reetings precious people, this week we continue our series entitled “The Promises of God”. As mentioned in part one of this series, there are but a few promises to all of mankind, the vast majority are to those who have become His children by adoption through faith in Jesus Christ and repentance from sin. Some may think this is not “fair”, that all of God’s promises should be to everyone. Well they are to everyone that will repent of sin and turn to Jesus Christ for the forgiveness of sin. Think of this way, you are a parent, your children have your protection; love; provision; sacrifice; and will inherit what you have at your departure. Should others who are not your children or even those who hate you and your children be beneficiaries of what you have for your own children? Of course not, that would be absurd! Another of God’s wonderful promises is that of Freedom. John 8:31-47 “Then Jesus said to the Jews who believed on Him, If you continue in My Word, you are My disciples indeed. And you shall know the truth, and the truth shall make you free. They answered Him, We are Abraham’s seed and were never in bondage to anyone. How do you say, You will be made free? Jesus answered them, Truly, truly, I say to you, Whoever practices sin is the slave of sin. And the slave does not abide in the house forever, but the Son abides forever. Therefore if the Son shall make you free, you shall be free indeed. I know that you are Abraham’s seed, but you seek to kill Me because My Word has no place in you. I speak what I have seen with My Father, and you, then, do what you have seen with your father. They answered and said to Him, Abraham is our father. Jesus answered them, If you were Abraham’s children, you would do the works of Abraham. But now you seek to kill Me, a man who has told you the truth which I have heard beside God; this Abraham did not do. You do the deeds of your father. Then they said to Him, We are not born of fornication; we have one father, even God. Jesus said to them, If God were your father, you would love Me, for I went forth and came from God; for I did not come of Myself, but He sent Me. Why do you not know My speech? Because you cannot hear My Word. You are of the Devil as father, and the lusts of your father you will do. He was a murderer from the beginning, and did not abide in the truth because there is no truth in him. When he speaks a lie, he speaks of his own, for he is a liar and the father of it. And because I tell you the truth, you do not believe Me. Which of you convicts Me of sin? And if I say the truth, why do you not believe Me? He who is of God hears God’s Words. Therefore you do not hear them because you are not of God.” It is interesting the varying ideas people have of Freedom. Many think that to drink alcohol; do drugs; have uninhibited sex; to do whatever one pleases is real freedom. They fail to realize that what they envision as freedom turns into a horrible form of bondage, they become enslaved to that which they thought was freedom. The Jews in our text thought they were free merely because of their parentage, they were of Abraham and therefore they had never been in bondage. Jesus corrects them by saying that “Whoever practices sin is the slave of sin.” You see, the people of Jesus’ day were under the same self imposed delusion of the people our day, true freedom is not sinning at will, rather to be free from the penalty and the power of sin in order to serve the One who died to set you free. And as Jesus points out, this freedom comes by way of His Word, “If you continue in My Word, you are My disciples indeed. And you shall know the truth, and the truth shall make you free.” Knowing and obeying the Word of God is what brings true Freedom.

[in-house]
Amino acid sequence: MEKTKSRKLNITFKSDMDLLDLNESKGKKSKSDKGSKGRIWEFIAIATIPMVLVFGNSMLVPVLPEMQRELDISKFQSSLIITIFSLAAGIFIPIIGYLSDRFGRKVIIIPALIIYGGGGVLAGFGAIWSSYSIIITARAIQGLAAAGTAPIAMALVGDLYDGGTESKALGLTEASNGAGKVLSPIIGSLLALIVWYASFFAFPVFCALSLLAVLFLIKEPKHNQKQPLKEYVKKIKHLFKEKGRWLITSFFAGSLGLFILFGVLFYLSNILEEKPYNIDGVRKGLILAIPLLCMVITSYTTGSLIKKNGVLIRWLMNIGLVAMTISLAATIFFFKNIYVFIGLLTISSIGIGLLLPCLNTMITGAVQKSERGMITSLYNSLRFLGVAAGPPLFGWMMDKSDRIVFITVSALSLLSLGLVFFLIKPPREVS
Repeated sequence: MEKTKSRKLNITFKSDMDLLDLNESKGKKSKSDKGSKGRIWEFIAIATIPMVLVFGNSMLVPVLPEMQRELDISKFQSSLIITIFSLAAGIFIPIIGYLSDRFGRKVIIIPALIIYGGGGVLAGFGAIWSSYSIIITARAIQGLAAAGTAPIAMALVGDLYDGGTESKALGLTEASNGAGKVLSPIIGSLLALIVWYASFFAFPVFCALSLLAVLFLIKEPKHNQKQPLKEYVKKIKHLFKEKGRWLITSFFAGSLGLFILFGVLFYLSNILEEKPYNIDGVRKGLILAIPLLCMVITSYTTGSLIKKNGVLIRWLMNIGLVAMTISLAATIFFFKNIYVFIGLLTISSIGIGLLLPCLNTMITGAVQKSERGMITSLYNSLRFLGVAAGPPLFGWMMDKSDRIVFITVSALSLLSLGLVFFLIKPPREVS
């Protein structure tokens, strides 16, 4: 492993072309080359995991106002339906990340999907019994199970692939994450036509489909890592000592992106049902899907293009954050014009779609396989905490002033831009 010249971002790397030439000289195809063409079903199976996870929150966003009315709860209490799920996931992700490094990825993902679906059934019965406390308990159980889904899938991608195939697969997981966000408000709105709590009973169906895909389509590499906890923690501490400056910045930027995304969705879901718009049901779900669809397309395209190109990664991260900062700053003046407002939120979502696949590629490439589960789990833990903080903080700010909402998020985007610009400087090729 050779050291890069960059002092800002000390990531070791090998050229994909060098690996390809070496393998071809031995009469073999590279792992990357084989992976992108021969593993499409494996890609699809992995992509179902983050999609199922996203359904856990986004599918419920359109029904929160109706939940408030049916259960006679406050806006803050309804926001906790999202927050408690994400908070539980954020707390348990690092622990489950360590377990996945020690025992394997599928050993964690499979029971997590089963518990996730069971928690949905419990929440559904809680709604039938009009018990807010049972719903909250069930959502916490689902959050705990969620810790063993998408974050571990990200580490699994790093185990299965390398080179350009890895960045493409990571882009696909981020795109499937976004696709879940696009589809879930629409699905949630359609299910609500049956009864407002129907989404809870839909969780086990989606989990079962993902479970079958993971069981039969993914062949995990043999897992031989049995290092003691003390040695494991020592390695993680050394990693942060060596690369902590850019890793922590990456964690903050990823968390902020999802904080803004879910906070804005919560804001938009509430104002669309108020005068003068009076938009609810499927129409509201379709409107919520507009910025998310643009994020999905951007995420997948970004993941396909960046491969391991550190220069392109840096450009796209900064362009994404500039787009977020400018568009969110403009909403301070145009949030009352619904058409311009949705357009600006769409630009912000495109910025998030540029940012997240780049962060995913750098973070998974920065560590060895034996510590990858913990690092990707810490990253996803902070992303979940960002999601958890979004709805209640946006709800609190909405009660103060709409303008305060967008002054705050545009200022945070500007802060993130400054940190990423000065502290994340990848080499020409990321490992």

Drew Macintyre is associate pastor of Calvary Chapel of Alpine and can be reached at 619-445-2589, or ccalpinemac@gmail.com


SEPT. 28-OCT. 4, 2017

Boys & Girls Club of East County

THE EAST COUNTY HERALD • YOUR COMMUNITY OUR COMMUNITY

15th Annual Casino Night Saturday, Sept. 23 • Santee Clubhouse

PAGE SEVEN


PAGE EIGHT

THE EAST COUNTY HERALD • YOUR COMMUNITY OUR COMMUNITY

SEPT. 28-OCT. 4, 2017

San Diego East Count

15th Annual Women

Friday, Sept.

NOTE: See List


SEPT. 28-OCT. 4, 2017

ty Chamber of Commerce

THE EAST COUNTY HERALD • YOUR COMMUNITY OUR COMMUNITY

in Leadership Luncheom

. 22 • San Diego

t of Winners on P12

Jay Renard/The East County Herald See more at www.echerald.com

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Interfaith Council of La Mesa

THE EAST COUNTY HERALD • YOUR COMMUNITY OUR COMMUNITY

International Day of Peace Sunday, Sept. 17 • Aztec Park, La Mesa

SEPT. 28-OCT. 4, 2017


SEPT. 28-OCT. 4, 2017

THE EAST COUNTY HERALD • YOUR COMMUNITY OUR COMMUNITY

Every Great Event Begins and Ends at Hooleys!

PAGE ELEVEN

Rancho San Diego 2955 Jamacha Rd. 619.670.7468

La Mesa

5500 Grossmont Center Dr. 619.713.6900

Your Community Calendar

Submit Your Community Event Do you have an upcoming community event that you would like to see posted on The Herald Community Calendar? Send the Who, What, When, Where, Why and contact information to

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Lions, Tigers & Bears Needs Your Help! A Plea From Founder / Director, Bobbi Brink

Carlos Mencia and ‘Tidings of Jazz and Joy’ to Perform at Sycuan Casino EL CAJON — Get ready to laugh until your stomach hurts! American comedian and actor Carlos Mencia will be taking the stage at Sycuan Casino’s Live & Up Close theatre on Sunday, Oct. 8. Mencia is best known for his stand-up comedy and as the host of Comedy Central’s show Mind of Mencia. Experience the holiday concert ‘Tidings of Jazz & Joy’ with Keiko Matsui & Euge Groove, featuring Lindsey Webster & Adam Hawley on Wednesday, December 6. The jazz show features Keiko Matsui, a transcendent pianist and composer, Euge Groove, a sensational smooth jazz saxophonist, Lindsey Webster, a soul and R&B vocalist and Adam Hawley, a rising star guitarist. Tickets for ‘Tidings of Jazz & Joy’ will go on sale on Friday, Sept. 22 and Carlos Mencia tickets are on sale now. Stay tuned for additional concert series announcements. Concert tickets can be purchased online at www.sycuan.com or at the Live & Up Close box office located at Sycuan Casino.